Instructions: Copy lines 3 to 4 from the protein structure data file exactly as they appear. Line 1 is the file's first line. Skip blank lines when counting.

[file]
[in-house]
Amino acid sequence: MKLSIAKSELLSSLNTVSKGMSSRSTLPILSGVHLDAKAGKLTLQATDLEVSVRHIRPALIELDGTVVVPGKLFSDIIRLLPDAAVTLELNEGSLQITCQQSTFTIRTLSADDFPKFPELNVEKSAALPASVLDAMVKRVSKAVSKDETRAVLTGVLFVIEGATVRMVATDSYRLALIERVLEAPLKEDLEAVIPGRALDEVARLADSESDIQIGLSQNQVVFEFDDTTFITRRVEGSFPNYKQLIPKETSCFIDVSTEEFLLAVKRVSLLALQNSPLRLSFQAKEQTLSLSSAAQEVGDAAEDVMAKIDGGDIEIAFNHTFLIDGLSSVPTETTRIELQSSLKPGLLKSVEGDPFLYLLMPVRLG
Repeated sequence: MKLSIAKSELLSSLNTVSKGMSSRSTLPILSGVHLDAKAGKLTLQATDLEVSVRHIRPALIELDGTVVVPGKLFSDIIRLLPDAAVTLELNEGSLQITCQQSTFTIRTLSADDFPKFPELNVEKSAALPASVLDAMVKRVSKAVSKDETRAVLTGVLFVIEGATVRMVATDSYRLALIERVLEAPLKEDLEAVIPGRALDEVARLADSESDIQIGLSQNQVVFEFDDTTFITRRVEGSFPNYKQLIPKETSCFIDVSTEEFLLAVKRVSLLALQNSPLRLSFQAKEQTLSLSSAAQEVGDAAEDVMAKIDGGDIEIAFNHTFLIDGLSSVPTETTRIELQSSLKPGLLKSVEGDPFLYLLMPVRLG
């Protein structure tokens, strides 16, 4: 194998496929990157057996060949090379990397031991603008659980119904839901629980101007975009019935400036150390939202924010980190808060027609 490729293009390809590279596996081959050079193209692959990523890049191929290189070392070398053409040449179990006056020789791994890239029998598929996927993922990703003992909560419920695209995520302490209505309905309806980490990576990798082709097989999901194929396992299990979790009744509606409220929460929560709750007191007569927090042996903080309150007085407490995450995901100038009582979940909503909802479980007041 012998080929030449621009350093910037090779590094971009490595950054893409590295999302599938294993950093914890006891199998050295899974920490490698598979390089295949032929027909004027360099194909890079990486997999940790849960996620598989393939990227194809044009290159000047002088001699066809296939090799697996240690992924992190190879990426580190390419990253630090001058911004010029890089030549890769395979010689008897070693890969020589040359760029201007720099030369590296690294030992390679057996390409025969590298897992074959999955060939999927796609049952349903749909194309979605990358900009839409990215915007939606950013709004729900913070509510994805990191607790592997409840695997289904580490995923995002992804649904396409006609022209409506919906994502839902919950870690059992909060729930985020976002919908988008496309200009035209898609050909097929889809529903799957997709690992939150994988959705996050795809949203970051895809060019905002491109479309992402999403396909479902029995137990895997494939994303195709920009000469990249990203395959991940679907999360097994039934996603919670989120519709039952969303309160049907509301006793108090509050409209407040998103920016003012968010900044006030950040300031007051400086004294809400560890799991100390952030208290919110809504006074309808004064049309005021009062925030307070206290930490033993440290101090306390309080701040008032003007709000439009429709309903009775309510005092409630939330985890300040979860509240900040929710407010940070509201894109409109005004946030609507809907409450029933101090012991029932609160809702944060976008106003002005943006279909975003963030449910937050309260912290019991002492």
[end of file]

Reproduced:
Repeated sequence: MKLSIAKSELLSSLNTVSKGMSSRSTLPILSGVHLDAKAGKLTLQATDLEVSVRHIRPALIELDGTVVVPGKLFSDIIRLLPDAAVTLELNEGSLQITCQQSTFTIRTLSADDFPKFPELNVEKSAALPASVLDAMVKRVSKAVSKDETRAVLTGVLFVIEGATVRMVATDSYRLALIERVLEAPLKEDLEAVIPGRALDEVARLADSESDIQIGLSQNQVVFEFDDTTFITRRVEGSFPNYKQLIPKETSCFIDVSTEEFLLAVKRVSLLALQNSPLRLSFQAKEQTLSLSSAAQEVGDAAEDVMAKIDGGDIEIAFNHTFLIDGLSSVPTETTRIELQSSLKPGLLKSVEGDPFLYLLMPVRLG
């Protein structure tokens, strides 16, 4: 194998496929990157057996060949090379990397031991603008659980119904839901629980101007975009019935400036150390939202924010980190808060027609 490729293009390809590279596996081959050079193209692959990523890049191929290189070392070398053409040449179990006056020789791994890239029998598929996927993922990703003992909560419920695209995520302490209505309905309806980490990576990798082709097989999901194929396992299990979790009744509606409220929460929560709750007191007569927090042996903080309150007085407490995450995901100038009582979940909503909802479980007041 012998080929030449621009350093910037090779590094971009490595950054893409590295999302599938294993950093914890006891199998050295899974920490490698598979390089295949032929027909004027360099194909890079990486997999940790849960996620598989393939990227194809044009290159000047002088001699066809296939090799697996240690992924992190190879990426580190390419990253630090001058911004010029890089030549890769395979010689008897070693890969020589040359760029201007720099030369590296690294030992390679057996390409025969590298897992074959999955060939999927796609049952349903749909194309979605990358900009839409990215915007939606950013709004729900913070509510994805990191607790592997409840695997289904580490995923995002992804649904396409006609022209409506919906994502839902919950870690059992909060729930985020976002919908988008496309200009035209898609050909097929889809529903799957997709690992939150994988959705996050795809949203970051895809060019905002491109479309992402999403396909479902029995137990895997494939994303195709920009000469990249990203395959991940679907999360097994039934996603919670989120519709039952969303309160049907509301006793108090509050409209407040998103920016003012968010900044006030950040300031007051400086004294809400560890799991100390952030208290919110809504006074309808004064049309005021009062925030307070206290930490033993440290101090306390309080701040008032003007709000439009429709309903009775309510005092409630939330985890300040979860509240900040929710407010940070509201894109409109005004946030609507809907409450029933101090012991029932609160809702944060976008106003002005943006279909975003963030449910937050309260912290019991002492």